I find the worse "fear" is when youve got into the situation, where you have become aware that you are rapidly getting out of control, you have sewing machine leg, the next few moves are very committing, you can't reverse your moves, and your strength is sapping rapidly to the extent that hanging on with one hand seems impossible whilst you search the crackless rock to try to get some gear in, and you have to decide to keep moving over the hard bit before strength fails completely. It can be character building. This scenario gets compounded a hundred fold as your last bit of gear falls out below you......
Gritting your teeth and going for it has always worked, it isn't something that's enjoyable at the time, but the subsequent adrenalin rush and feeling of relief following it is way up there with the gods.
What was the gist of what he was saying?
I wish I could overcome my fear, have had to refuse the lead and not swing leads at times.
Very annoying really, since as soon as I was seconding I did it fine.
I also have not taken the lead and very vividly remember thinking "Well thank the sweet baby jesus I didn't get talked into leading this" :)
> I find the worse "fear" is when youve got into the situation, where you have become aware that you are rapidly getting out of control, you have sewing machine leg, the next few moves are very committing, you can't reverse your moves, and your strength is sapping rapidly to the extent that hanging on with one hand seems impossible whilst you search the crackless rock to try to get some gear in, and you have to decide to keep moving over the hard bit before strength fails completely. It can be character building. This scenario gets compounded a hundred fold as your last bit of gear falls out below you......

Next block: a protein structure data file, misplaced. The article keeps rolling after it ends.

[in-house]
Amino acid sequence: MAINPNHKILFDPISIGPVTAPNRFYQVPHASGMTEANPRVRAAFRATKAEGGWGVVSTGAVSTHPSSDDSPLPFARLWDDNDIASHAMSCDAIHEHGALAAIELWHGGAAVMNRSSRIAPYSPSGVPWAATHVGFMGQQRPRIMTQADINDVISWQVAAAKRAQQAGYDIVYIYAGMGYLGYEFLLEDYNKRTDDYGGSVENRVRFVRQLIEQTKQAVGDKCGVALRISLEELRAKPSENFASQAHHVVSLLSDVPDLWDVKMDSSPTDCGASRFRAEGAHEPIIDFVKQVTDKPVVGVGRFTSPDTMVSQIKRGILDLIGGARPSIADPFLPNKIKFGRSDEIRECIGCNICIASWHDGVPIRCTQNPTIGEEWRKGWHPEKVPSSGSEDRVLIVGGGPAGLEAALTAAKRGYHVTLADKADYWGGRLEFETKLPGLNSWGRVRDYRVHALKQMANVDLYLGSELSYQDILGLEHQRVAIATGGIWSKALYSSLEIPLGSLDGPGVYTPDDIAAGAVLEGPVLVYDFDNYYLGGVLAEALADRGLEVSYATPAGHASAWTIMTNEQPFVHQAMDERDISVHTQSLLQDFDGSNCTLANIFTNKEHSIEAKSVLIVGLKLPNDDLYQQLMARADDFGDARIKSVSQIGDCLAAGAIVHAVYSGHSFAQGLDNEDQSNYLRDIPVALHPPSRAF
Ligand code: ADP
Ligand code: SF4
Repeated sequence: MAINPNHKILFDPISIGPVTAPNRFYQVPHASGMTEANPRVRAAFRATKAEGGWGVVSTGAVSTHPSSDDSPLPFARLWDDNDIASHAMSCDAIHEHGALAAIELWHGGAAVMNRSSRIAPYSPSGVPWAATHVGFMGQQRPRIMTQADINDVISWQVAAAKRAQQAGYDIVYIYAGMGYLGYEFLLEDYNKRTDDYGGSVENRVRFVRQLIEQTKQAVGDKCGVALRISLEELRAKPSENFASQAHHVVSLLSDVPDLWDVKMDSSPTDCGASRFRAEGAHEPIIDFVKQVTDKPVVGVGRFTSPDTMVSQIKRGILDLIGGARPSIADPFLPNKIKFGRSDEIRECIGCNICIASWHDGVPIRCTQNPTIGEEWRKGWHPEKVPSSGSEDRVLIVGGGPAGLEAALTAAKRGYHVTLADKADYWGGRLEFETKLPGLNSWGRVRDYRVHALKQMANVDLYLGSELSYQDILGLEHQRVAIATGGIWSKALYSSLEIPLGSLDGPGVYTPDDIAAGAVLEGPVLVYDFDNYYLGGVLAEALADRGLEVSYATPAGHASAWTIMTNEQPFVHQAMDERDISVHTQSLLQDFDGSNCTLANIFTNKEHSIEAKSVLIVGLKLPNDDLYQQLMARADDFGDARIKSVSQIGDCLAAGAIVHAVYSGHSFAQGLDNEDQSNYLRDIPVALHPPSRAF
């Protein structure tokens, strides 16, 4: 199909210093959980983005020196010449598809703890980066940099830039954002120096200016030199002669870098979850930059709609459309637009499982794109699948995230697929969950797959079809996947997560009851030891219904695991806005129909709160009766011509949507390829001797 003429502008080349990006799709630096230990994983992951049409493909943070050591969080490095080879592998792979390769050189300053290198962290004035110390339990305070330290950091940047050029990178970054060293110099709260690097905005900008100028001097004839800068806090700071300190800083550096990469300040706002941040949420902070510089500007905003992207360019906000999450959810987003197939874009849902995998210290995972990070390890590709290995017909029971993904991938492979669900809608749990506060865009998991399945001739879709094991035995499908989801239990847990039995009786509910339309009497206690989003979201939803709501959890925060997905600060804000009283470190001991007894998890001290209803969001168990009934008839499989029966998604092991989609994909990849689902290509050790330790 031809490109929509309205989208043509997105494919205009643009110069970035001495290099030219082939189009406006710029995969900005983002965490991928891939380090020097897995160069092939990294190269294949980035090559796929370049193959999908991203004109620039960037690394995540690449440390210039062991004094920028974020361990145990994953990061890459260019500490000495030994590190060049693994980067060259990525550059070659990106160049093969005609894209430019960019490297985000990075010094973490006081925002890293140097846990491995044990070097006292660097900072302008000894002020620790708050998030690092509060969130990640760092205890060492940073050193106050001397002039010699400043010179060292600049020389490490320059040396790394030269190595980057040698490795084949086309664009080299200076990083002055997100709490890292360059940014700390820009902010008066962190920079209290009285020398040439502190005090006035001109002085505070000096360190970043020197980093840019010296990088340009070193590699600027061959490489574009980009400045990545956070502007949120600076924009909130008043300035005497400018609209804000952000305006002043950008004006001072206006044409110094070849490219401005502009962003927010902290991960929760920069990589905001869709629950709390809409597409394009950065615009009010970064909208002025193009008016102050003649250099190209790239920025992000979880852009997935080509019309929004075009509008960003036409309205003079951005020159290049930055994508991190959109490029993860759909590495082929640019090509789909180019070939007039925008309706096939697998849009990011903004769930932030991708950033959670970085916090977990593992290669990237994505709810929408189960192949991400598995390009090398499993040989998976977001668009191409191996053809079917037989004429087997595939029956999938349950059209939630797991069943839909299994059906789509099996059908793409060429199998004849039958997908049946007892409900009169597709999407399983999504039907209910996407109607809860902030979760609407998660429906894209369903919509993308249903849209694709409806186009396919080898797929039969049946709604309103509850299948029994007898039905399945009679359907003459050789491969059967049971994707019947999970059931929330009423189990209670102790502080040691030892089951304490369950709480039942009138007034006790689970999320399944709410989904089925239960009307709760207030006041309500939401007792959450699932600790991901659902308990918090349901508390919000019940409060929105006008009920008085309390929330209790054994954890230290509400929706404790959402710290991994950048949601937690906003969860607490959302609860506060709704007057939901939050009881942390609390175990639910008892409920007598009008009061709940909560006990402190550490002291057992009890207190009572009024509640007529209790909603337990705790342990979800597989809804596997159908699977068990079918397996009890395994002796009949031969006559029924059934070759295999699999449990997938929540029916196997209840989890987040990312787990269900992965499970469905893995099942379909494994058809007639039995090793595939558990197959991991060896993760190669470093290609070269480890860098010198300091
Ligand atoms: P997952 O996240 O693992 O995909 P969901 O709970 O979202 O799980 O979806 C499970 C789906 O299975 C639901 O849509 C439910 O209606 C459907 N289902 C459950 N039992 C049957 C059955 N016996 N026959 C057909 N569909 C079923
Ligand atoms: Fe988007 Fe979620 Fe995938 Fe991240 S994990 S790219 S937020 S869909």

> Gritting your teeth and going for it has always worked, it isn't something that's enjoyable at the time, but the subsequent adrenalin rush and feeling of relief following it is way up there with the gods.
Great descriptive summary Trangia .
I used to thrive on fear or possibly threatening situations but not so much now in a climbing context , still handle certain potentially fear full situations quite well I'm told & never panic for me thats pointless as is screaming ( shouting maybe but never screaming ) , I just find that extremely annoying & upsetting for others.
Try to evaluate the situation , rationalise it then act as best & efficiently as you can in the circumstances.
Having a good laugh at the stupidity of the situation helps me relax and calm down a bit.
Psychologists use similar techniques where you think of certain [positive] mind sets whilst pinching yourself, the idea being that in various situations, you can pinch yourself and you are instantly reminded of the pre-recorded [positive] mindset.